Years ago I was talking to a friend who was just starting to learn about coding. He'd looked at some of my code, and asked why I used class properties with getters and setters instead of public fields. "Isn't it just more code for no real benefit?" he asked. And he was right; in every case, I had a getter and setter simply acting as a public interface to a private field.

I thought about his question for a second, not really knowing the answer. Frankly, it was just The Way I Learned To Do It. And to my dismay, he didn't just go away while I struggled to think of an answer. I eventually waved my hands dramatically and yelled "encapsulation!" Yes, that'll do nicely, I thought. Later that day I was thinking about it some more, and realized that in most cases, he was right. Still, getters and setters are great for inherited classes in which a method of calculation may be different. Accessors certainly have their place, but that place isn't necessarily everywhere.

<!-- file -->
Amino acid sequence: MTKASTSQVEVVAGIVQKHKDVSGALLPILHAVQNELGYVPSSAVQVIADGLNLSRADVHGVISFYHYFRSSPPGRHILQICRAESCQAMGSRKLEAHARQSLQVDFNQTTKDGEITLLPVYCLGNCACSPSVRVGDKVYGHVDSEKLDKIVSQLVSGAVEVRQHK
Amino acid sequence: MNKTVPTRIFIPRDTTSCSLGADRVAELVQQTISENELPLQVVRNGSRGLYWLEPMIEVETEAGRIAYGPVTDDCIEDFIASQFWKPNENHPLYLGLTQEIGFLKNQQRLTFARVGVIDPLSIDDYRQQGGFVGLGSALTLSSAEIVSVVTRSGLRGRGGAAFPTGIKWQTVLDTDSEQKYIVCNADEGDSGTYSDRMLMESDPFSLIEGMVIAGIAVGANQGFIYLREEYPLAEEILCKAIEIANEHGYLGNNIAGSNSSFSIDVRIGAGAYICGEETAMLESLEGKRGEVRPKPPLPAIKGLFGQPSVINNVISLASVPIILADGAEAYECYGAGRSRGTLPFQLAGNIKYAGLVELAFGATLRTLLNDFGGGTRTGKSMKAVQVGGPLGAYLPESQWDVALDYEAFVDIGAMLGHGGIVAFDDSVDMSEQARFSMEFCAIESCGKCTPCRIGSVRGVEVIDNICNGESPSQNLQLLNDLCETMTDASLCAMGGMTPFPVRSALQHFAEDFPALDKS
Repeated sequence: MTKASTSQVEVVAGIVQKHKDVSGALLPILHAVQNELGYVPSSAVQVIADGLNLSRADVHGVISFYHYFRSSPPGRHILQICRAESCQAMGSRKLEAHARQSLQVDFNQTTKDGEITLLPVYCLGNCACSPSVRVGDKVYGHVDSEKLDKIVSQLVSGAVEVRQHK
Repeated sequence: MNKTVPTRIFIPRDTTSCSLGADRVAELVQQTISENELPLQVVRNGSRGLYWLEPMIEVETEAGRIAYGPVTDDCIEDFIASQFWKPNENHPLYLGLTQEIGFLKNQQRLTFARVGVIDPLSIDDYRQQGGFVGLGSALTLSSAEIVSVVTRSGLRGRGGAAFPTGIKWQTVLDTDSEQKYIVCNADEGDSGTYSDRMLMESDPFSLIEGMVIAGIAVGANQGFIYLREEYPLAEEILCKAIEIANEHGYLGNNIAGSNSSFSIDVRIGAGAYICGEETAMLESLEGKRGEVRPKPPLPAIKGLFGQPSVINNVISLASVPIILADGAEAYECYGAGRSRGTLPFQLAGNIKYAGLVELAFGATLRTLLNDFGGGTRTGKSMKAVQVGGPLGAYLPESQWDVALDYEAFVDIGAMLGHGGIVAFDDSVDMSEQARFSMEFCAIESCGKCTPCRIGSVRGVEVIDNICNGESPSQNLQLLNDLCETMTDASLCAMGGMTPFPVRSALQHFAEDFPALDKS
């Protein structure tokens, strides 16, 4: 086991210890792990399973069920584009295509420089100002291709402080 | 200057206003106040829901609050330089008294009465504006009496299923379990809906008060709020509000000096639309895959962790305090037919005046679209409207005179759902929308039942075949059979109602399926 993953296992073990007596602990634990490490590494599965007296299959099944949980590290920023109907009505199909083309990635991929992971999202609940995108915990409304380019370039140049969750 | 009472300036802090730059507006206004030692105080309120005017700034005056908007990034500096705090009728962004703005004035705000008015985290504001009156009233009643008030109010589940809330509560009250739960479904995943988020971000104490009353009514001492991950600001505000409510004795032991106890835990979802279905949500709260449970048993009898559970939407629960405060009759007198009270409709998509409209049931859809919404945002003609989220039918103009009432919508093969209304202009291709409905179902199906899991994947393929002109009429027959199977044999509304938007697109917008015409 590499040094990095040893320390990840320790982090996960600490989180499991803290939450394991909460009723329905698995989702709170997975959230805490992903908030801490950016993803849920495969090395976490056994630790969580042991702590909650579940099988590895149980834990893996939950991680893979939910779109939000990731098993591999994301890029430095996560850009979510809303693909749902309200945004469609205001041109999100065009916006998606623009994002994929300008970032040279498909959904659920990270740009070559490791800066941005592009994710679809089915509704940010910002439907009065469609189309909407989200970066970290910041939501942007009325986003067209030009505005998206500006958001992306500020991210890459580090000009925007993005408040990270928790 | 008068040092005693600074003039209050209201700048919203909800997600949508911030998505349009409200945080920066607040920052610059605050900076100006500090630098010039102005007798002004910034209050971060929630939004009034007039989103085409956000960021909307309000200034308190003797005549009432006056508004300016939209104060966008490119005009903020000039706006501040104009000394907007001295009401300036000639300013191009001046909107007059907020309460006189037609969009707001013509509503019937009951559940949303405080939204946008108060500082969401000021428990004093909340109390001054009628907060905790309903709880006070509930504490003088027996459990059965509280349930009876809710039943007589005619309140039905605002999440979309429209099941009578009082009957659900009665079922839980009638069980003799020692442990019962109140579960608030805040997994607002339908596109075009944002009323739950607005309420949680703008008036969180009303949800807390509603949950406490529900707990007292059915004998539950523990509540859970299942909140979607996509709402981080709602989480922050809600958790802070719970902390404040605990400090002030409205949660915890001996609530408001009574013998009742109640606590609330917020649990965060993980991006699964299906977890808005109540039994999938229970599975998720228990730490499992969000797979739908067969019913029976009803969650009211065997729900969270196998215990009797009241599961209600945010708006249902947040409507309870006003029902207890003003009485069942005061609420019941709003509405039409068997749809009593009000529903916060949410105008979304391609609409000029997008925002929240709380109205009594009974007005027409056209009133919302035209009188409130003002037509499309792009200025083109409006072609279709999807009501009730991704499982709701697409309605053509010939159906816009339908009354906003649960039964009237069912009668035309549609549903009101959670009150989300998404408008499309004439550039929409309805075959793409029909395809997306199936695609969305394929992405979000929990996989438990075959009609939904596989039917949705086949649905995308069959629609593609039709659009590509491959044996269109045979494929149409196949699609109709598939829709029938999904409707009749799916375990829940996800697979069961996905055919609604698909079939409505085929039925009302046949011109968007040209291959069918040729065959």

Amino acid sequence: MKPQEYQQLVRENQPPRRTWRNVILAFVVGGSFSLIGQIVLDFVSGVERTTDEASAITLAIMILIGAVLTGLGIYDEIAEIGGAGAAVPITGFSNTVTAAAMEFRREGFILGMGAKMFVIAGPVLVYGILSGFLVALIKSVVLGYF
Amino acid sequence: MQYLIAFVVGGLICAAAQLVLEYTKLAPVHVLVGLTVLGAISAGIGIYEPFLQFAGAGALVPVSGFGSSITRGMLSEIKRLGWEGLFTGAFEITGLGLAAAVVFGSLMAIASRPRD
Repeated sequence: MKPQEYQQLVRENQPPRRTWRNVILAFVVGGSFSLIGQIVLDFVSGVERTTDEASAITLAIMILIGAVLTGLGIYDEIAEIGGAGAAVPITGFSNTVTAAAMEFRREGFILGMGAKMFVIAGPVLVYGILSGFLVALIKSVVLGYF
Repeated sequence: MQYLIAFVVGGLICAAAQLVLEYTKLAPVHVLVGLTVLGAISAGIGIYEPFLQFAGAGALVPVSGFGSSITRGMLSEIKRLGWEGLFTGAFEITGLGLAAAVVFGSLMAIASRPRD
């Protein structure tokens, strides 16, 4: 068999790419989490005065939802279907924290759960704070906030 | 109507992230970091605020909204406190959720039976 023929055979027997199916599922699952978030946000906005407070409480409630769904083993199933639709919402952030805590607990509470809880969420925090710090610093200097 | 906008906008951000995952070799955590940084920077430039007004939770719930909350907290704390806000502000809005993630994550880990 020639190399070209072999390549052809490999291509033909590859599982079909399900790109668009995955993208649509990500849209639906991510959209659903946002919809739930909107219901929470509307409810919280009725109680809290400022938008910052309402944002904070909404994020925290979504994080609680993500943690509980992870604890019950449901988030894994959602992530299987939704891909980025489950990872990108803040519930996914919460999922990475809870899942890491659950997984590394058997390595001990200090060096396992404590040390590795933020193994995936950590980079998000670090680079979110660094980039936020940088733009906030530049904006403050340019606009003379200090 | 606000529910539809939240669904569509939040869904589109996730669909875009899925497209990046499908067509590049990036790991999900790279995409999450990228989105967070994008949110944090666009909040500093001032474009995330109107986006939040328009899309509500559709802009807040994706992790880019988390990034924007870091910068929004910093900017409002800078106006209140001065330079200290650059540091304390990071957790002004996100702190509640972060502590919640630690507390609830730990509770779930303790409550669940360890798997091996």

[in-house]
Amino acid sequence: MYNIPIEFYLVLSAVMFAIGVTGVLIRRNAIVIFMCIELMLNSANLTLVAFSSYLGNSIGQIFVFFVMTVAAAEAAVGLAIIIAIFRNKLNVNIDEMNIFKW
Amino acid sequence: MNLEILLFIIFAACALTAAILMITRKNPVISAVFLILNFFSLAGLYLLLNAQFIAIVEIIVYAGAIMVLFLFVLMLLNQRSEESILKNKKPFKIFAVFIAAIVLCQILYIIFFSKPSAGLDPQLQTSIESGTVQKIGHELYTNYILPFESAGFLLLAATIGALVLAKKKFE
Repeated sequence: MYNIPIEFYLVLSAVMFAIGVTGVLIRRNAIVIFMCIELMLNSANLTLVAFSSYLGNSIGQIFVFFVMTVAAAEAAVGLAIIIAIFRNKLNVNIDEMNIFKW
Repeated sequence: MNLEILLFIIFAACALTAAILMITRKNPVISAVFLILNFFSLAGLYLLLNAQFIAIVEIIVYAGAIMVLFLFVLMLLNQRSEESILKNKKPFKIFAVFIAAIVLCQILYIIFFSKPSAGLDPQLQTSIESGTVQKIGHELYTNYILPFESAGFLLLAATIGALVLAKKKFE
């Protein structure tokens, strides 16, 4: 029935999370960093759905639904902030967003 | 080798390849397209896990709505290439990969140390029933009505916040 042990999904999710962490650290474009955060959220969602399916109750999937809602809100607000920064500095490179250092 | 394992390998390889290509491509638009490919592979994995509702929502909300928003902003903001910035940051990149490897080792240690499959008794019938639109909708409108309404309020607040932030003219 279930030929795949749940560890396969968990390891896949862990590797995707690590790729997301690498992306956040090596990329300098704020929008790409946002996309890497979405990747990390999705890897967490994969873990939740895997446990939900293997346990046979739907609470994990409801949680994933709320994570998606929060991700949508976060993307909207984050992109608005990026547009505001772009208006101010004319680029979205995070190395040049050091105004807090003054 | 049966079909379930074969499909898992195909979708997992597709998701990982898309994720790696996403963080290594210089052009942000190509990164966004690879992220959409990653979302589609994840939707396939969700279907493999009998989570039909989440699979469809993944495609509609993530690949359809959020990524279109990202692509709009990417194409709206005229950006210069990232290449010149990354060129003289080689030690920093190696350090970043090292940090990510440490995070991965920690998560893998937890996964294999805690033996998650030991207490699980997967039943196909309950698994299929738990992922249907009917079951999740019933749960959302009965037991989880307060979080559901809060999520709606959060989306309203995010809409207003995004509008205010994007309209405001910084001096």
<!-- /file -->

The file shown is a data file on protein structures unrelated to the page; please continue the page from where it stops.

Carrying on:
If only I'd worked with Chris and crew; I hadn't even thought of something like this:

public partial class MyAspNetPage : Page
{
    private string _searchparts = "";
    protected string SearchParts
    {
        get { return _searchparts; }
        set { _searchparts = value; }
    }
    protected string[] aSearchParts
    {
        get
        {
            if (SearchParts != null)
                return SearchParts.Split(';');
            else
            {
                Response.Redirect("Regulations.aspx");
                return null;
            }
        }
        // ...
    }
}

Try doing that with a field! Chris has dubbed this the "when something is null, jump to a completely different page" design pattern.